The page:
Vegan Baking Basics

Butter, eggs, and milk, essential staples of traditional desserts, no longer need apply when it comes to baking up the best treats. Vegan alternatives have come a long way in recent years, making it effortless to create sweet delights that are not only as good as the traditional recipes, but often even better. The results may seem magical, but there are no tricky secrets to unveil here! A few simple swaps will reveal just how easy to is to bake completely plant-based delicacies.

When it comes to converting classic recipes, there are no hard and fast rules, but guidelines to help steer you in the right direction. It may take a bit of fine-tuning to get just the right combination, so don’t get frustrated if it’s not perfect on the first try. Here are just a few ideas to get you started:

To replace butter, the options available on the mainstream market have never been more abundant or more delicious. Some name brands contain whey or other milk-derivatives, while others conceal the elusive, animal-derived Vitamin D3, so be alert when scanning ingredient labels. For ease, I prefer to use it in stick format, such as Earth Balance Buttery Sticks or Miyoko’s Creamery European Style Cultured Vegan Butter. Never try to substitute spreadable butter from a tub! These varieties have much more water to allow them to spread while cold, and will thus bake and cook differently.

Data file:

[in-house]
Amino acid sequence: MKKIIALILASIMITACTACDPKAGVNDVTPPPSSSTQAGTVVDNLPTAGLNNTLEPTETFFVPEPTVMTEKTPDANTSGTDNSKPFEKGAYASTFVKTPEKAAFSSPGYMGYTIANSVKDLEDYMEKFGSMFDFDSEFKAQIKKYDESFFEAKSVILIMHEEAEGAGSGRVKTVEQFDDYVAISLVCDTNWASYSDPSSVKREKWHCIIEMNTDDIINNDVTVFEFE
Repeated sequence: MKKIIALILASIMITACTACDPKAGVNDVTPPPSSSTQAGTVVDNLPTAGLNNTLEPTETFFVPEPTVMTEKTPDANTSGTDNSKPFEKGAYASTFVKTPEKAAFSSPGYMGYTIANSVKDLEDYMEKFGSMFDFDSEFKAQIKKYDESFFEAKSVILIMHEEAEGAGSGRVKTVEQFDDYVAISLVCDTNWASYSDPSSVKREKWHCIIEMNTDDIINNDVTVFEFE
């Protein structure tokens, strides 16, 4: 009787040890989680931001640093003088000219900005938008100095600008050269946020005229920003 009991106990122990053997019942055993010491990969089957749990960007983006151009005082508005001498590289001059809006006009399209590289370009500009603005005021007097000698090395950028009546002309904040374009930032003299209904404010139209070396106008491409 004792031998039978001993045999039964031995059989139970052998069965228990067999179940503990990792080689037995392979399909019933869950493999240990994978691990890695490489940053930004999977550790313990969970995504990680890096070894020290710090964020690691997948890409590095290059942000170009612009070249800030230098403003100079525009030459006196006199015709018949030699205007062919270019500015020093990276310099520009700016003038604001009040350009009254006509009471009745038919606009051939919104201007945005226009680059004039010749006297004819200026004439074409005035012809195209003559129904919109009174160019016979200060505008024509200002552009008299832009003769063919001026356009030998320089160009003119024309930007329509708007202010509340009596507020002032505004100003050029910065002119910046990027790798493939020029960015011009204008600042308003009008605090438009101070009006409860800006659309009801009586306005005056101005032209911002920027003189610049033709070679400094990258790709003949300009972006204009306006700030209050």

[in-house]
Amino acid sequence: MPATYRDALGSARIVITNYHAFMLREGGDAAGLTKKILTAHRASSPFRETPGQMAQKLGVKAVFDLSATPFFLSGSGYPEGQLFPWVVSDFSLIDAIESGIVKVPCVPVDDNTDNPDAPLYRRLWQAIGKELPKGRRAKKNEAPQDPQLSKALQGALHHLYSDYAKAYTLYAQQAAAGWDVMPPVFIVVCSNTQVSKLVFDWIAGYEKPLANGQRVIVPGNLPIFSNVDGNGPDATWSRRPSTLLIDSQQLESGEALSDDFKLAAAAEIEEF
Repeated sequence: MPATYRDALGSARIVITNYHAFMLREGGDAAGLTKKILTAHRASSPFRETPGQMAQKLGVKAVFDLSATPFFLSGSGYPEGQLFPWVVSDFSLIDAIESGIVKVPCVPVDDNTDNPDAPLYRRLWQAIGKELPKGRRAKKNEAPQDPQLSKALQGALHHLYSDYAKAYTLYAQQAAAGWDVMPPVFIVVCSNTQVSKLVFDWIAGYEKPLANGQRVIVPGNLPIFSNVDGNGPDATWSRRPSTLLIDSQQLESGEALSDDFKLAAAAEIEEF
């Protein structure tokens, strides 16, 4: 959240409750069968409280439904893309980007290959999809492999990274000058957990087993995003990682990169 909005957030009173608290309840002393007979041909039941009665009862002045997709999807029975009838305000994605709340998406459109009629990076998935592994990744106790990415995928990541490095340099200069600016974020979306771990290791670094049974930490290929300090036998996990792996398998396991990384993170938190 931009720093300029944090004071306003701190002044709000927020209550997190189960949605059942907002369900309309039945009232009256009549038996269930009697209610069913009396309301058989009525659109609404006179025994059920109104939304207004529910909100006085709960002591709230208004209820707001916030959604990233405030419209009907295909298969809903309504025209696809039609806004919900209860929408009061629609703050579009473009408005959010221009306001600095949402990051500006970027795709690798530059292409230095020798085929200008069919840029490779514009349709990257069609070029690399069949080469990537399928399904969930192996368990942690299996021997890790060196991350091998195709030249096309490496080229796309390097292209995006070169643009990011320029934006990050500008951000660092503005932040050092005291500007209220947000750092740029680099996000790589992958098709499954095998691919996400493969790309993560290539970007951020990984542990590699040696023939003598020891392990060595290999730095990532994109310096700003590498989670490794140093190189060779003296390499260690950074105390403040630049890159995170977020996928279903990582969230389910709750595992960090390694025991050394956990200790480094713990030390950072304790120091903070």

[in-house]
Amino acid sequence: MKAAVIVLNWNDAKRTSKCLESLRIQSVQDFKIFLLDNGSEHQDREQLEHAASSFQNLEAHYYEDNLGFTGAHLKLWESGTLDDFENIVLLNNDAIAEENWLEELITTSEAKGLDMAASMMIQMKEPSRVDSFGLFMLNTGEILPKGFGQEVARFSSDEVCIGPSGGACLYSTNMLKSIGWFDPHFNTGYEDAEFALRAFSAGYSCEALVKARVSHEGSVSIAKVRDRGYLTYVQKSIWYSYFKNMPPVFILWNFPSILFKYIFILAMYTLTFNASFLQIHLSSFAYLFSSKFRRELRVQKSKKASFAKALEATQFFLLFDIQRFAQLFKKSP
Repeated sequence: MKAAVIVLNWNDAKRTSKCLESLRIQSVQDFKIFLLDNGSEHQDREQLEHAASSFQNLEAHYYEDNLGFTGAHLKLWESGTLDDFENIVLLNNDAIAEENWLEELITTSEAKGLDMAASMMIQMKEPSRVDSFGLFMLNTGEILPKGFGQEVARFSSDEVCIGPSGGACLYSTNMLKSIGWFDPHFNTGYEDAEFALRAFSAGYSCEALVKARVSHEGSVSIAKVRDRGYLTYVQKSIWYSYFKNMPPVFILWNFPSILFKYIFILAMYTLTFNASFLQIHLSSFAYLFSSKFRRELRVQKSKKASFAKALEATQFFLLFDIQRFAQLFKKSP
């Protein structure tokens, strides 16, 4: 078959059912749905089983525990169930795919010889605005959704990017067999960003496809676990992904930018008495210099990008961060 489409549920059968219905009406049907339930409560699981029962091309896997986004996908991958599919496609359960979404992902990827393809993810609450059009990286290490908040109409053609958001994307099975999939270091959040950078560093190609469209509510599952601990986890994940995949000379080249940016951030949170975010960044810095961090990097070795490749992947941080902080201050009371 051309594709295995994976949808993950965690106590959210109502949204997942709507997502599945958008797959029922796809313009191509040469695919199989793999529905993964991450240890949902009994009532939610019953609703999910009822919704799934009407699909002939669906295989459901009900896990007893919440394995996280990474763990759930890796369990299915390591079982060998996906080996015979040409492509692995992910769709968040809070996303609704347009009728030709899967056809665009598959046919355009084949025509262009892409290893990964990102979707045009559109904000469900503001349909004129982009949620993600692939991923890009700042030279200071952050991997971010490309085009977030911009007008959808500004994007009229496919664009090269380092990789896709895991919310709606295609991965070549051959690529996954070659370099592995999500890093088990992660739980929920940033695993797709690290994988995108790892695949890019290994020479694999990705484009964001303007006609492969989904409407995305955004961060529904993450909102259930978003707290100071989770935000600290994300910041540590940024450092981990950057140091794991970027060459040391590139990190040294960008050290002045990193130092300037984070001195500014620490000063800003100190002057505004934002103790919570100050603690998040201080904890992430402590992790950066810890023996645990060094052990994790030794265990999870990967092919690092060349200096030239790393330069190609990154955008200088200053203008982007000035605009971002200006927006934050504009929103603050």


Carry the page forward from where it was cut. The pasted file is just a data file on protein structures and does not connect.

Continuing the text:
• Alternatively, if the recipe calls for melted butter, you can often substitute melted coconut oil at a 1:1 ratio. Just be careful to select refined coconut oil, as virgin coconut oil will impart a distinctive tropical taste.

To replace milk, an unlimited range of perfect replacements beckon from the dairy aisle! Once limited to sour, beany soy, you can now choose from milks made of hemp seeds, oats, almonds, cashews, flaxseed, and more. They’re all mostly interchangeable when it comes to baking applications, as long as you opt for a variety that is unflavored and unsweetened. Rice milk is the only sort that doesn’t make the cut for me, personally, as it tends to be watery, and in the worst cases, gritty.

  • To recreate buttermilk, simply place 1 teaspoon apple cider vinegar in a 1 cup measuring scoop before filling the rest of the way with your non-dairy milk of choice. Stir gently to combine and let “curdle” for a few minutes before proceeding.
  • To replace cream or heavy cream, pure, full-fat coconut milk is the answer. Shake well and use it straight for ice cream, but if you want to make a light whipped topping, let the can chill in your fridge overnight. Scoop out the thick white cream on top and place it in the bowl of your stand mixer, leaving the clear water at the bottom. The water can’t be whipped, but don’t discard it; It’s fantastic in smoothies, curries, and many other recipes! Beat the cream on high speed for about 5 – 8 minutes until fluffy. Sprinkle in a touch of sugar, if desired.